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Sleuth is a text-based murder mystery simulator that is far scarier than it has any right to be

(Image credit: Norland Software)

As a survival horror fan, I pride myself on being somewhat fearless. I say somewhat because it is possible for me to become frightened by in-game happenings – a recent romp through one of Phasmophobia's haunted houses proved as much. It's just that nowadays, I'm rarely ever caught off guard or made fearful during play. That wasn't always the case though. 

Like a great many of you, I've felt the impact of jump scares over the years – some more harrowing than others. Everyone who played the original Resident Evil remembers the dog leaping through the window; it's a genre classic and easily one of the scariest moments found in the game. I personally remember panicking, sending bullets everywhere and hitting nothing. It nearly ruined my night. Thankfully, it didn't ruin my love for the genre. I'd go on to play the Silent Hills, Clock Towers, Outlasts, and so on. Facing each jump scare like a champ. 

At some point, the jump scares became predictable. Like knowing when a killer is going to appear in a horror film, I just knew what to expect. Which is why one particular jump scare – found in a game positioned slightly outside of this genre – nearly knocked me out of my chair. I didn't see it coming at all. Despite clear signs that something terrible was going to happen.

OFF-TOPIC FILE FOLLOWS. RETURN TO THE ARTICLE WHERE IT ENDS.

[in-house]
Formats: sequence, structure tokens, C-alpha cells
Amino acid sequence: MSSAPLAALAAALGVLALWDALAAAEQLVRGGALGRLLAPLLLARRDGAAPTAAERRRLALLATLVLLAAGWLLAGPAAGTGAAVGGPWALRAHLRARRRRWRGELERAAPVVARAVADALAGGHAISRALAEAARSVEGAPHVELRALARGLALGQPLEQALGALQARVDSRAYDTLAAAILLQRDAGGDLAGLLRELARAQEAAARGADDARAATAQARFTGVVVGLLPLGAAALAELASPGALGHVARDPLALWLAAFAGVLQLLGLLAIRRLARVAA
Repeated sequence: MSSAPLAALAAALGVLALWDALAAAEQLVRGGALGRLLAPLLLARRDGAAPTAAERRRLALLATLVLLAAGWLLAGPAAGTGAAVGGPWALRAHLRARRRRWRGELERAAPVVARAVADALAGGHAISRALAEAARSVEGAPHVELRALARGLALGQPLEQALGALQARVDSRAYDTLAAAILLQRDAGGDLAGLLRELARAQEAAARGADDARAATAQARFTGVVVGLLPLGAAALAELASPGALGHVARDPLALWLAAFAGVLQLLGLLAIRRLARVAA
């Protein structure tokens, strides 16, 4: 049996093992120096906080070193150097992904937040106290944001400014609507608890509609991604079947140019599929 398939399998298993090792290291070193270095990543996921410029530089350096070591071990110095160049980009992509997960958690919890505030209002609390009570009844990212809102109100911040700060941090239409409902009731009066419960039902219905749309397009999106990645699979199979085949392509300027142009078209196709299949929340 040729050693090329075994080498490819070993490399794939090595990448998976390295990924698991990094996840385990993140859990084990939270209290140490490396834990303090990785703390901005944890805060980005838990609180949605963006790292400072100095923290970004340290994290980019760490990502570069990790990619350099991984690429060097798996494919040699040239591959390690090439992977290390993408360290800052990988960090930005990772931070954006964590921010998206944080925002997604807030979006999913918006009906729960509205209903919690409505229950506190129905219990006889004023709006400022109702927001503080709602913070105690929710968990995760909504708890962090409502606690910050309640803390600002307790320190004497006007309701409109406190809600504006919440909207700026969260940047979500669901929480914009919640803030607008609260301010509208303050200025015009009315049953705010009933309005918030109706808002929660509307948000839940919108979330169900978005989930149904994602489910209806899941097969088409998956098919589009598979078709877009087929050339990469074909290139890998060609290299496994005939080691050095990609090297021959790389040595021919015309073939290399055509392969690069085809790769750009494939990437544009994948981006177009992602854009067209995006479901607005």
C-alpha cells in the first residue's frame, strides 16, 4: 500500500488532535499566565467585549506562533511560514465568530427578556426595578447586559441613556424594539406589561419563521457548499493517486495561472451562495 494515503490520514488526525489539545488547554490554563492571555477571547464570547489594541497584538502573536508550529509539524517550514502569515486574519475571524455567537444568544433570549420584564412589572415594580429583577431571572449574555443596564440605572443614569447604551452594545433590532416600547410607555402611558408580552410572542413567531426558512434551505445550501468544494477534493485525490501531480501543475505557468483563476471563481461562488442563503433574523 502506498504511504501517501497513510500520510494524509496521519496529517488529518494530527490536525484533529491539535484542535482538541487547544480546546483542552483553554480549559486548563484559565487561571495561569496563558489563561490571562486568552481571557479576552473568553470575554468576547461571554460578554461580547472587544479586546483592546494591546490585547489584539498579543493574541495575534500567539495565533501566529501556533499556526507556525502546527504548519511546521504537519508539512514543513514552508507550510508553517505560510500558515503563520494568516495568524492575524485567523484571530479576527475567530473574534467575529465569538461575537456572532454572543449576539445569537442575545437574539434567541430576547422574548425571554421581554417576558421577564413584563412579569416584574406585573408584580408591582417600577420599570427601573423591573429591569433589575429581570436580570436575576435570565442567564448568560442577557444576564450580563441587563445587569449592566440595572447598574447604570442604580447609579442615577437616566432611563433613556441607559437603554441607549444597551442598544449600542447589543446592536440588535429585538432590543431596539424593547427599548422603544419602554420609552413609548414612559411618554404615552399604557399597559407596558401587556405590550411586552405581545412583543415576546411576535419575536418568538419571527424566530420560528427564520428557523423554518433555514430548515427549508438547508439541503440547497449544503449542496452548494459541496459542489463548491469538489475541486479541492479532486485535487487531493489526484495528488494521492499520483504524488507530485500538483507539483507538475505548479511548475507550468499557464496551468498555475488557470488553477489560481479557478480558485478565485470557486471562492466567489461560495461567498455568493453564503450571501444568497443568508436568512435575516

Like a great many things in life that leave a mark, I remember it like it was yesterday. I was hanging out at my girlfriend/future wife's dorm room back in, like, 2003. We talked about everything, including video games. At some point, she introduced me to Eric Miller's 1983 classic Sleuth – a text-based "whodunit" game in the vein of Clue. She told me how she enjoyed playing it years prior and how it can be scary at times, before eventually asking if I wanted to play. "Sure," I said, not understanding what I was getting myself into. 

A murder mystery simulator


(Image credit: Norland Software)

"She hit me with the "did that scare you?" line, as if it was impossible for me to be toppled by a loud beeping noise"

In Sleuth, players take on the role of an investigator who's tasked with solving a murder at a large estate. You'll need to search for clues, interrogate survivors, interact with objects, and so on. The goal is to find the murder weapon, learn where the murder took place, and then confront the killer in front of the other residents. Again, it's like Clue. The thing is though, there is a timer of sorts. After a certain amount of moves and interrogations, the murderer will become suspicious. This will result in them following you around before eventually trapping and killing you, ending that session prematurely.